Feb 11, 2020 - Politics & Policy

GOP Sen. Marsha Blackburn blocks three election security bills

Photo: Sarah Silbiger/Getty Images

Sen. Marsha Blackburn (R-Tenn.) on Tuesday blocked an attempt by Sen. Mark Warner (D-Va.) to pass three election security-related bills via "unanimous consent," calling them a "federal power grab."

Why it matters: Just last week, the third volume of a bipartisan Senate Intelligence Committee report found that the U.S. government was "not well-postured" to counter Russian interference in 2016. The Democratic-controlled House passed several election security bills last year, but none have been taken up by Senate Majority Leader Mitch McConnell (R-Ky.).

The big picture: Intelligence officials have continued to sound the alarm about the threat of foreign interference in future elections, with FBI director Christopher Wray warning last week that Russia continues to be engaged in "information warfare" ahead of the 2020 elections.

Details: Two of the bills proposed by Senate Democrats Tuesday would require campaigns to call the FBI if they're offered help from a foreign power.

  • Another bill would provide funding for the Election Assistance Commission and would ban voting machines from being connected to the internet.

What they're saying: "[Democrats] are attempting to bypass this body’s Rules Committee on behalf of various bills that will seize control over elections from the states and take it from the states and where do they want to put it?" Blackburn said. "They want it to rest in the hands of Washington, D.C., bureaucrats."

  • Senate Minority Leader Chuck Schumer (D-N.Y.), stressing the need for the Senate to pass these bills, said: "The current president of the United States, far from having the same fears about foreign interference as our founders, has been very public about his openness to foreign assistance and manipulation in support of his election."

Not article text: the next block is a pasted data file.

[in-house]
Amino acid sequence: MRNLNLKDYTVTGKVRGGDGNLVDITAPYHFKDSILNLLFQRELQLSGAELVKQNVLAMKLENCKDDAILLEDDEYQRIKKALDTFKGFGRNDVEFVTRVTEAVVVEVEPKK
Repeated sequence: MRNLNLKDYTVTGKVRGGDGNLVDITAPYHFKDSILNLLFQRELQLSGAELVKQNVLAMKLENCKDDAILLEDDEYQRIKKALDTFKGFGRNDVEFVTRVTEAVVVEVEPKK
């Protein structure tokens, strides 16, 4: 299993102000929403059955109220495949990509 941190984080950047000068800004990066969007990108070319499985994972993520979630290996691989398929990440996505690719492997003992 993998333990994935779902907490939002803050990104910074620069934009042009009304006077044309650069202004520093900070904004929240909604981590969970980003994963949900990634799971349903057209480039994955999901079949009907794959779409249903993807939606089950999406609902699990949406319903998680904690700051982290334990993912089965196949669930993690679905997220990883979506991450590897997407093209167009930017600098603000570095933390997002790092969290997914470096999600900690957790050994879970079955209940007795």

Go deeper

Senate Intel details Obama administration's response to 2016 Russian interference

Sens. Mark Warner and Richard Burr. Photo: Zach Gibson/Getty Images

The Senate Intelligence Committee on Thursday released the third volume of its report on foreign interference in the 2016 election, which covered the U.S. government's response to Russia's hacking of Democratic emails and social media manipulation efforts.

The big picture: The committee found that the government was "not well-postured" to counter Russian interference with policy measures and that the Obama administration was constrained by its reluctance to publicize election meddling for fear of appearing political.

Senate Republicans are divided on drug costs and surprise medical bills

Photo: Tom Williams/CQ-Roll Call, Inc via Getty Images

Senate Majority Leader Mitch McConnell told reporters Tuesday that Senate Republicans are divided on bipartisan bills to address both drug costs and surprise bills, The Hill reports.

The big picture: The White House vocally supports the bipartisan drug pricing bill by Sens. Chuck Grassley and Ron Wyden.

Democrats demand new Russia sanctions over 2020 election interference

Putin and Trump. Photo: Kremlin Press Office/Handout/Anadolu Agency/Getty Images

Senate Democratic leaders will send a letter to Secretary of State Mike Pompeo and Treasury Secretary Steven Mnuchin on Monday afternoon demanding they sanction Russia — and potentially Russian President Vladimir Putin himself — for attempting to influence the 2020 presidential election.

Why it matters: The letter follows reports that a senior intelligence official briefed Congress that Russia is again interfering in the November election to help Trump. White House national security adviser Robert O'Brien repeatedly rejected that assessment on Sunday, and CNN later reported that the briefer may have overstated the intelligence community's evidence about Russia's goals.